implementation 'com.frostnerd.utilskt:preferences:1.5.29' // https://git.frostnerd.com/AndroidUtils/preferenceskt
implementation 'com.frostnerd.utilskt:navigationdraweractivity:1.4.0' // https://git.frostnerd.com/AndroidUtils/navigationdraweractivity
implementation 'com.frostnerd.utilskt:encrypteddnstunnelproxy:1.6.2' // https://git.frostnerd.com/AndroidUtils/encrypteddnstunnelproxy
implementation 'com.frostnerd.utilskt:encrypteddnstunnelproxy:1.6.3' // https://git.frostnerd.com/AndroidUtils/encrypteddnstunnelproxy
implementation 'com.frostnerd.utilskt:general:1.0.25' // https://git.frostnerd.com/AndroidUtils/generalkt
implementation 'com.frostnerd.utilskt:adapters:1.2.0' // https://git.frostnerd.com/AndroidUtils/Adapters
......
......@@ -4,10 +4,7 @@ import android.app.Activity
import android.app.AlarmManager
import android.app.KeyguardManager
import android.app.PendingIntent
import android.content.BroadcastReceiver
import android.content.Context
import android.content.Intent
import android.content.IntentFilter
import android.content.*
import android.hardware.fingerprint.FingerprintManager
import android.net.ConnectivityManager
import android.net.Network
......@@ -15,6 +12,7 @@ import android.net.NetworkCapabilities
import android.net.Uri
import android.os.Build
import android.os.PowerManager
import android.widget.Toast
import androidx.appcompat.app.AppCompatActivity
import androidx.fragment.app.Fragment
import androidx.lifecycle.Lifecycle
......@@ -423,4 +421,17 @@ val Context.isPrivateDnsActive: Boolean
if (it.activeNetwork == null) false
else it.getLinkProperties(it.activeNetwork)?.isPrivateDnsActive ?: false
}
}
\ No newline at end of file
}
fun Context.tryOpenBrowser(withLink:String) {
try {
startActivity(
Intent(
Intent.ACTION_VIEW,
Uri.parse(withLink)
)
)
} catch (e: ActivityNotFoundException) {
Toast.makeText(this, R.string.error_no_webbrowser_installed, Toast.LENGTH_LONG).show()
}
}
\ No newline at end of file
......@@ -175,9 +175,9 @@ class DnsRuleDialog(context: Context, dnsRule: DnsRule? = null, onRuleCreated: (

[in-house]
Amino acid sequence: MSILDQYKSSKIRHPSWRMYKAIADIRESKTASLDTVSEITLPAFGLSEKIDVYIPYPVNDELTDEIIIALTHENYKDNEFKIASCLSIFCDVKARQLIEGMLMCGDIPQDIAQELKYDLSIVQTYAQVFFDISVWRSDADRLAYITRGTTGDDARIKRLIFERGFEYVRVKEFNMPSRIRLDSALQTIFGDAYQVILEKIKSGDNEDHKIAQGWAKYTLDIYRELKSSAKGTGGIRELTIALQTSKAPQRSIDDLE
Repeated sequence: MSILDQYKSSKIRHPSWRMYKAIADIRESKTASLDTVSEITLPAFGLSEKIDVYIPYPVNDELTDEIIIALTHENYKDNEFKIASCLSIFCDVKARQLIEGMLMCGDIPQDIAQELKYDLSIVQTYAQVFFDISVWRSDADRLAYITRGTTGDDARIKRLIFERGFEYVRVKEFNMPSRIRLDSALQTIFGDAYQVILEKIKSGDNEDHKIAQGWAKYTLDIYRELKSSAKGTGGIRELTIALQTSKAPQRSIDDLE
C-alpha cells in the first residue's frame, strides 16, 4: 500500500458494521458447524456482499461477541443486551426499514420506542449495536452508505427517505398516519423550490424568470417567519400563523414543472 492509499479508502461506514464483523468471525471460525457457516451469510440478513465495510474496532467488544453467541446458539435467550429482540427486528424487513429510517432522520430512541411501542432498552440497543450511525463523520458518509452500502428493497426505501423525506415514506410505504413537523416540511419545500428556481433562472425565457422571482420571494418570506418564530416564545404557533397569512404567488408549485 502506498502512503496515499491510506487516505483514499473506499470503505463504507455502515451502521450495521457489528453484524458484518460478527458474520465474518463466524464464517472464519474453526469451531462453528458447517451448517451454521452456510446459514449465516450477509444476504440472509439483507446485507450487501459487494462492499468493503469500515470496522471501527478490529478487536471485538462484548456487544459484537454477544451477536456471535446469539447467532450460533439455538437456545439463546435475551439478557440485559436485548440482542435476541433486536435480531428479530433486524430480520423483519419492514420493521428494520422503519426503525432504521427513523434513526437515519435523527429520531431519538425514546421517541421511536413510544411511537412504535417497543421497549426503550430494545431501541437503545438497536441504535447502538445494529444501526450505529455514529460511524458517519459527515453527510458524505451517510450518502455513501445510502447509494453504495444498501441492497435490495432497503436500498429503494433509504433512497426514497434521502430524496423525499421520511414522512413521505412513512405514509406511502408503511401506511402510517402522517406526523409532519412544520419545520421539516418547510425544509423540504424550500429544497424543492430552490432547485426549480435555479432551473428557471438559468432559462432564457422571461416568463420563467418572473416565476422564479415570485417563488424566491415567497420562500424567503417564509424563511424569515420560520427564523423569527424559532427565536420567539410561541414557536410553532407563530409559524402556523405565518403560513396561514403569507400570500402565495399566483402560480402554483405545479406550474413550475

}
}
isBlockHost = dnsRule.target == "0.0.0.0" && dnsRule.ipv6Target == "::1"
if(!isBlockHost) {
view.blockHost.isChecked = false
}
}
if(!isBlockHost) {
view.blockHost.isChecked = false
}
}
}
......
......@@ -118,17 +118,7 @@ class AboutFragment : Fragment() {
true
}
view.faq.setOnClickListener {
try {
startActivity(
Intent(
Intent.ACTION_VIEW,
Uri.parse("https://nebulo.app/faq")
)
)
} catch (e: ActivityNotFoundException) {
Toast.makeText(requireContext(), R.string.error_no_webbrowser_installed, Toast.LENGTH_LONG)
.show()
}
requireContext().tryOpenBrowser("https://nebulo.app/faq")
}
}
}
\ No newline at end of file
......@@ -325,6 +325,10 @@ class SettingsFragment : PreferenceFragmentCompat() {
)
true
}
findPreference("nonvpn_help_faq").setOnPreferenceClickListener {
requireContext().tryOpenBrowser("https://nebulo.app/faq#non-vpn-mode")
true
}
}
@SuppressLint("NewApi")
......
......@@ -427,6 +427,9 @@
<string name="changelog_build_66_6">Added BraveDNS and Cloudflare security</string>
<string name="changelog_build_66_7">Added introduction screens when first launching the app</string>
<string name="changelog_build_66_8">Added a server selection screen when first launching the app</string>
<string name="changelog_build_66_9">Added a notification shown when the current server has a bad connection</string>
<string name="changelog_build_66_10">Added a filter to the query log</string>
<string name="changelog_build_66_11">Added a field showing how many queries have been resolved with DNS rules</string>
<string-array name="changelog_build_66">
<item>Version 1.5.0 (Build 66)</item>
<item>@string/changelog_build_66_1</item>
......@@ -435,5 +438,10 @@
<item>@string/changelog_build_66_4</item>
<item>@string/changelog_build_66_5</item>
<item>@string/changelog_build_66_6</item>
<item>@string/changelog_build_66_7</item>
<item>@string/changelog_build_66_8</item>
<item>@string/changelog_build_66_9</item>
<item>@string/changelog_build_66_10</item>